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Rosie O'Donnell Turned Down Working With Woody Allen In Exactly The Way You Might Expect

After spending a few years building her name as a rising comedian, Rosie O'Donnell's career in the entertainment world really started to pick up steam in the mid-1980s. She found a major spotlight in the form of "Star Search," which went a long way in scoring her the first of many spots on television. On the sitcom "Gimme a Break!" in the role of Maggie O'Brien, O'Donnell proved that she had potential in front of the camera. With that, her Hollywood success snowballed, and within a few short years, she'd earn her place as a pop culture icon.

Whether she's signed on for TV programs like "Stand By Your Man," "The Rosie O'Donnell Show," and "Russian Doll," or cinematic productions such as "A League of Their Own," "Sleepless in Seattle," and "Tarzan," O'Donnell has proven time and time again to be quite the versatile entertainer. As a result, she's also quite a busy one, seeing as she's acted, written, produced, and more throughout her lengthy career. Therefore, she's not afraid to let a project go when necessary, especially if said project would pair her with someone she wouldn't want to associate with.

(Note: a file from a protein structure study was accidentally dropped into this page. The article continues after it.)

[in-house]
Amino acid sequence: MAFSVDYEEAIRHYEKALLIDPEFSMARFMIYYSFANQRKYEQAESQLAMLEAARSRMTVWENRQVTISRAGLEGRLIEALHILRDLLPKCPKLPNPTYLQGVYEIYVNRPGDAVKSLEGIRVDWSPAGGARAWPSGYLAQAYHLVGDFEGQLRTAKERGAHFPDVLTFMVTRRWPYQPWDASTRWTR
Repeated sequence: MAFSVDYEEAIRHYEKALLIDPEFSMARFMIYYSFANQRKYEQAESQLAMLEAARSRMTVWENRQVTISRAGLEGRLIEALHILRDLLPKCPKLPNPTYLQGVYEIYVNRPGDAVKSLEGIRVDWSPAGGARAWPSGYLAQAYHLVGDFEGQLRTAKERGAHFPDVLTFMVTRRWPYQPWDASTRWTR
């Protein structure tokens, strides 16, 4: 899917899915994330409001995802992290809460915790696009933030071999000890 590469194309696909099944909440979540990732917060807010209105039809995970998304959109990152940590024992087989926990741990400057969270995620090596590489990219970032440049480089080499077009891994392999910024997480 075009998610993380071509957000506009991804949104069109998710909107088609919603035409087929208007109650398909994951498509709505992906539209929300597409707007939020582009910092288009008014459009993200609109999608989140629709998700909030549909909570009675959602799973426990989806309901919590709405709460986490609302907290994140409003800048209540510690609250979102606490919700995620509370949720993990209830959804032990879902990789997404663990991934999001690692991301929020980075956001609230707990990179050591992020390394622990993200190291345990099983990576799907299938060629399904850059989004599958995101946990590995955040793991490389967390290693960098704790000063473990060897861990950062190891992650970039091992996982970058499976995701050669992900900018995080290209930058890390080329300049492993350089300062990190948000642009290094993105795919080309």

For example, highly controversial director Woody Allen once attempted to get Rosie O'Donnell to collaborate with him on a film. She swiftly turned him down in a way you'd likely expect her to.

O'Donnell didn't mince words when rejecting Allen's offer

Back in 1999, Woody Allen was in the process of putting a film together titled "Sweet and Lowdown": the story of jazz musician Emmet Ray (Sean Penn) who falls in love with a mute woman named Hattie (Samantha Morton) in the 1930s. The likes of Uma Thurman and John Waters also appear in the film, and if Allen had his way, Rosie O'Donnell would've too. However, due to the allegations levied against him in previous years, O'Donnell made it clear that she had no interest. "I said, 'I'm not doing it. I'm not working for him or with him and being associated with him,'" she told Howard Stern (via Entertainment Weekly). 

As O'Donnell recalls, shortly before "Sweet and Lowdown" came to be, she'd done an HBO special where she unapologetically trashed Allen. Nevertheless, his team reached out to her multiple times in hopes of changing her mind. "The first year of my show and I get a call, and they said, 'He wants you to be in [Sweet and Lowdown]. I said, 'Please send him my HBO special,'" said O'Donnell, which the person she was speaking to noted Allen had already seen it. She asked for it to be passed along to him anyway with an even more adamant declaration that she had no desire to feature in the movie.

When it was all said and done, Woody Allen and his team accepted Rosie O'Donnell's rejection and went ahead with "Sweet and Lowdown" without her. By the sound of it, she doesn't regret passing on the film to this day.